Higher Education Entities Evaluate Usage of Private Companies

Article excerpt

Oklahoma colleges and universities are evaluating the benefits of using private businesses to manage or operate university programs, provide services or conduct public projects, according to the Oklahoma State Regents for Higher Education.

In October, the regents approved a contract with MGT of America Inc. to conduct a study on privatization that analyzes Oklahoma higher education's outsourcing efforts and compares the state's level of privatization to states with similar characteristics such as size, location, programs and student body.

"The State Regents have initiated this survey with the support of the governor and director of state finance to determine how Oklahoma colleges and universities are streamlining operations while minimizing cost," said Chancellor Hans Brisch. "This survey gives us the opportunity to evaluate our attempts to outsource services and to determine viable methods of privatization that will benefit schools, students and the state."

According to the report, Oklahoma higher education has seriously taken into consideration opportunities to more effectively and efficiently use state funds through privatization of business affairs and auxiliary enterprise activities.

The study shows that outsourcing has increased from an average of four activities in 1998 to an average of 29 activities in 2000. Additionally, every public college, university and higher education center is outsourcing at least one business affairs or auxiliary enterprise activity. Among the 32 institutions, the University of Central Oklahoma, Langston University, Oklahoma City Community College and Rogers State University reportedly outsource the largest number of activities.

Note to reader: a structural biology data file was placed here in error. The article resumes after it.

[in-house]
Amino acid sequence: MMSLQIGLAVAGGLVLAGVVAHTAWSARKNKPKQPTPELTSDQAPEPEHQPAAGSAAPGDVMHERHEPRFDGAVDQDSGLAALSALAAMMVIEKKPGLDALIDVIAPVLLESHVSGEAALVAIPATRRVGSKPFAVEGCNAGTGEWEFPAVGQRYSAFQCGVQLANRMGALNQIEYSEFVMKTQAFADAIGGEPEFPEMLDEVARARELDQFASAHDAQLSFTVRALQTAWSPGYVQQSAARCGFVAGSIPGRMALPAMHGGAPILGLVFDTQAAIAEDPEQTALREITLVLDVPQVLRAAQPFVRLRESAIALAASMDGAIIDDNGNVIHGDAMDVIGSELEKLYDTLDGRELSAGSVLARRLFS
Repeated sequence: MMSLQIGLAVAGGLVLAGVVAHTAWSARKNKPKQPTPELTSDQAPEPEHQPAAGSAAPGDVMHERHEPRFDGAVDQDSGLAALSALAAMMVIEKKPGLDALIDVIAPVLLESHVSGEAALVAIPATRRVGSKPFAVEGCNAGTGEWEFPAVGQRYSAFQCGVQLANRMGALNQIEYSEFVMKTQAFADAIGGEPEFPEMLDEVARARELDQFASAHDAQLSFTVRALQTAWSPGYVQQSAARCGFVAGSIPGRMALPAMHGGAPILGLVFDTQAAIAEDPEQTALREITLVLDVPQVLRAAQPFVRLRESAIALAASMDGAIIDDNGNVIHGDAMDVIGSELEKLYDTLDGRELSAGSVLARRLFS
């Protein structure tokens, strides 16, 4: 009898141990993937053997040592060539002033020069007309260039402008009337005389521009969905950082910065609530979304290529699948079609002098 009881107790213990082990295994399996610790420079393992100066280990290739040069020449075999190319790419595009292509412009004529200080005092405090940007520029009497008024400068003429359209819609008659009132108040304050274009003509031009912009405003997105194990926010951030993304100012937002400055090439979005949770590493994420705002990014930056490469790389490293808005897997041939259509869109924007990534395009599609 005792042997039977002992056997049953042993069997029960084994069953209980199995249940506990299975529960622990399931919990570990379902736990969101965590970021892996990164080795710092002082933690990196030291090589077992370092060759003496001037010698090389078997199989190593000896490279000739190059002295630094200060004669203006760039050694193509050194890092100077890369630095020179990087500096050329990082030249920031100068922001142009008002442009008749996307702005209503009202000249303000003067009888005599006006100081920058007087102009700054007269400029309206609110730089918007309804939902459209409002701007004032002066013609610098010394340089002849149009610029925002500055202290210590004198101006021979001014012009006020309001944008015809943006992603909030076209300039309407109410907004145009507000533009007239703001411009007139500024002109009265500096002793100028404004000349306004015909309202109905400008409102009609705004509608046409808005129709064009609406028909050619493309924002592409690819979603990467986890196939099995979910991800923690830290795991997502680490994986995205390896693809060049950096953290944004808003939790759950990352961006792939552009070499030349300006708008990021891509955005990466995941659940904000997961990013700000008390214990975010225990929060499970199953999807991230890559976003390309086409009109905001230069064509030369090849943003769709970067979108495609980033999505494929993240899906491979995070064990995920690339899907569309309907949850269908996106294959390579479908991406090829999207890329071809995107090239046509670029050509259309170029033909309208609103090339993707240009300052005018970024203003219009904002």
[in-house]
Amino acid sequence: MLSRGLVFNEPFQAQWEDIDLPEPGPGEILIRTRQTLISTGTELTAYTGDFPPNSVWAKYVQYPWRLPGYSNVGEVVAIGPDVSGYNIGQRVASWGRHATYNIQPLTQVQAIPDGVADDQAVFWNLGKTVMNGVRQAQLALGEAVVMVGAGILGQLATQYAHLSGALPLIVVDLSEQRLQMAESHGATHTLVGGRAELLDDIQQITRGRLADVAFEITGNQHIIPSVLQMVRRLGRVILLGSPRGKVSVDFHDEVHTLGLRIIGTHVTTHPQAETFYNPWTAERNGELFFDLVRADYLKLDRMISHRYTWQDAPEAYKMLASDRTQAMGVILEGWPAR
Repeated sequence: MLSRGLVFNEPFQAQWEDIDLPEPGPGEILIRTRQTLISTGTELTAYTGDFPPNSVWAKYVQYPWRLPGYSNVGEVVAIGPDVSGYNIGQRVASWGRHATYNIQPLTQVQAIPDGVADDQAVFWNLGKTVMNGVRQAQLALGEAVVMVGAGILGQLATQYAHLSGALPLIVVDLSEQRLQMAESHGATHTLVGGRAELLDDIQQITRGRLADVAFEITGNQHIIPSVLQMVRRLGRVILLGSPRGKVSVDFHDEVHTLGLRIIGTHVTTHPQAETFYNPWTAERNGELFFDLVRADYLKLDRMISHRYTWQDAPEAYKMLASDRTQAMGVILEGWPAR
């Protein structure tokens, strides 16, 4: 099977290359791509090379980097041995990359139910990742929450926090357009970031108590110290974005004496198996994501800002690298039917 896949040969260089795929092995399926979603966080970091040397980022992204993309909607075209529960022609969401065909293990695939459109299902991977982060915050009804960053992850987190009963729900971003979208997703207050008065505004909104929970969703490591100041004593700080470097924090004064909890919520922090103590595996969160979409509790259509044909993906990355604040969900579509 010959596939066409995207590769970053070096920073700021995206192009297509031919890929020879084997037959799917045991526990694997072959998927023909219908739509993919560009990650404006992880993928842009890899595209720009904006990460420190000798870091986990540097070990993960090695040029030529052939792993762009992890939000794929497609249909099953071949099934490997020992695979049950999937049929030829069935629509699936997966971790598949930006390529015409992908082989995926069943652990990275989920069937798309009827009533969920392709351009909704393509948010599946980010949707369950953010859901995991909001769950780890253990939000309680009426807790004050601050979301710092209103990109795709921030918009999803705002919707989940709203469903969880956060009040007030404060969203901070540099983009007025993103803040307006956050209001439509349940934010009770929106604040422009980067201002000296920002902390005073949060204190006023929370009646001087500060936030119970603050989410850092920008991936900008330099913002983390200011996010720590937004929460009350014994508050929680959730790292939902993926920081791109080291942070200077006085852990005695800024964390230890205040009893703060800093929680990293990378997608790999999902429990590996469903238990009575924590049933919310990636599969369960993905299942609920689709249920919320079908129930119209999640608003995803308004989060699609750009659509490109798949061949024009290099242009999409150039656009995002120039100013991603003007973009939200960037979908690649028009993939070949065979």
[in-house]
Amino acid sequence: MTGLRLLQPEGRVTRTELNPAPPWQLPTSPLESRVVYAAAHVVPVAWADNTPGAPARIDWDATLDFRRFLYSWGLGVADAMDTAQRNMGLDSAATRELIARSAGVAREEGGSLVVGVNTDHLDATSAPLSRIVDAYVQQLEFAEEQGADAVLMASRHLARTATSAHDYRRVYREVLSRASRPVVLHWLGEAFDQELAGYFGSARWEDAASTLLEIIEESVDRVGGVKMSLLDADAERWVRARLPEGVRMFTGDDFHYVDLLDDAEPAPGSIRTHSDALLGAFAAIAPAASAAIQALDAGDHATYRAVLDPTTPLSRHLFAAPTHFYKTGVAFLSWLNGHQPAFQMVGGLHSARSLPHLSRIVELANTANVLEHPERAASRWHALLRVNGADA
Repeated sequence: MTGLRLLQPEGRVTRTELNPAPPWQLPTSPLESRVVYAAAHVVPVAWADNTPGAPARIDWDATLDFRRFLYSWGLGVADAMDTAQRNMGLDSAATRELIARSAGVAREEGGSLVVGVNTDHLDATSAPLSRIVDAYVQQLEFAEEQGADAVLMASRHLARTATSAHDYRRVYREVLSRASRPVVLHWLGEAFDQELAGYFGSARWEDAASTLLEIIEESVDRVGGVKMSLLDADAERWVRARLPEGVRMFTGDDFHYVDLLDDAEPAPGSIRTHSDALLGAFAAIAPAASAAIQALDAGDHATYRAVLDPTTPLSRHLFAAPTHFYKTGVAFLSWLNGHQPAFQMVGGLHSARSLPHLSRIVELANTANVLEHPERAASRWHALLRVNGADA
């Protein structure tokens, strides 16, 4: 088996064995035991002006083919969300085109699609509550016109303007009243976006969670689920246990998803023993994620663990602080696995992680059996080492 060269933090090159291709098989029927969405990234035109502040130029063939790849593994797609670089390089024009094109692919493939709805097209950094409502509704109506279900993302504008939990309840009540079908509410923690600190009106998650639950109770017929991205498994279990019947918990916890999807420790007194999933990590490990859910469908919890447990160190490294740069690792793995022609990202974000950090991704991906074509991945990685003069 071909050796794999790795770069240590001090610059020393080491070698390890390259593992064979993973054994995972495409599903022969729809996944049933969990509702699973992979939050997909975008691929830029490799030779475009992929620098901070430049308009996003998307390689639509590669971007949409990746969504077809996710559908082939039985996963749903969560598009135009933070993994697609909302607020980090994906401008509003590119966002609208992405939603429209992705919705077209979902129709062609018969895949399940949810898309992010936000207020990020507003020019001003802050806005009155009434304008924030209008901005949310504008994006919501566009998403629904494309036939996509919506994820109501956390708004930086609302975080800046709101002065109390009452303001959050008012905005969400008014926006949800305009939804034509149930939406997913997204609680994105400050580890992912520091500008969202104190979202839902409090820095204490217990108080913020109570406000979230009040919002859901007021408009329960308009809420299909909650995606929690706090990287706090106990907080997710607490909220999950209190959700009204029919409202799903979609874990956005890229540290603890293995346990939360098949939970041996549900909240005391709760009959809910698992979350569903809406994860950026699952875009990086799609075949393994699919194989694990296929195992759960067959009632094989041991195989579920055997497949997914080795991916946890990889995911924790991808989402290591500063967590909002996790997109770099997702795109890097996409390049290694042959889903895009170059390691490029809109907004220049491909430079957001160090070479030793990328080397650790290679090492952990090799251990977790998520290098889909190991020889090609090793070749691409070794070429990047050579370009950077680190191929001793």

Outsourced activities include contracting with private vendors for provision of services or the management of in-house staff and resources to provide needed services, selling franchises, using vouchers, selling assets, public-private partnering, allowing private enterprises to fill certain voids, and creating in-house businesses that provide the services to institutional units on a full-cost fee basis. The most commonly outsourced activities in colleges and universities are food services, laundry, construction projects, vending, janitorial services, elevator and vehicle maintenance, bookstores, and office equipment repair and maintenance.

"The State Regents as well as each public college and university have tried to wisely manage public funds by finding ways to lower costs without sacrificing quality," said State Regents Chairman Leonard J. Eaton Jr. "It is evident from the results of this survey, that our colleges and universities have made significant progress in this area. Although outsourcing services is not always the most effective option, the study indicates that each campus has made an attempt to thoroughly examine various outsourcing opportunities before choosing to privatize certain activities."

OSU teams with Nomadics

Oklahoma State University researchers are teaming with a Stillwater company to develop a monitor that will detect biological warfare agents in water.

OSU researchers will receive a three-year, $300,000 grant to work with Nomadics Inc. The goal is a technology that will enable Nomadics to manufacture monitors that could be used in municipal water systems, storage tanks or field water supplies used in disaster areas or by the military.

"We are trying to use our knowledge of these agents along with the knowledge of Nomadics and others might have in sensing to go ahead and produce a sensor capable of sensing these sorts of agents," said Ken Clinkenbeard, head of veterinary medicine pathobiology at OSU.

The research is funded by the Oklahoma Center for the Advancement of Science and Technology.

Clinkenbeard said preliminary work has begun on the project, which will run through 2004. He said OSU is just one institution conducting this kind of research. …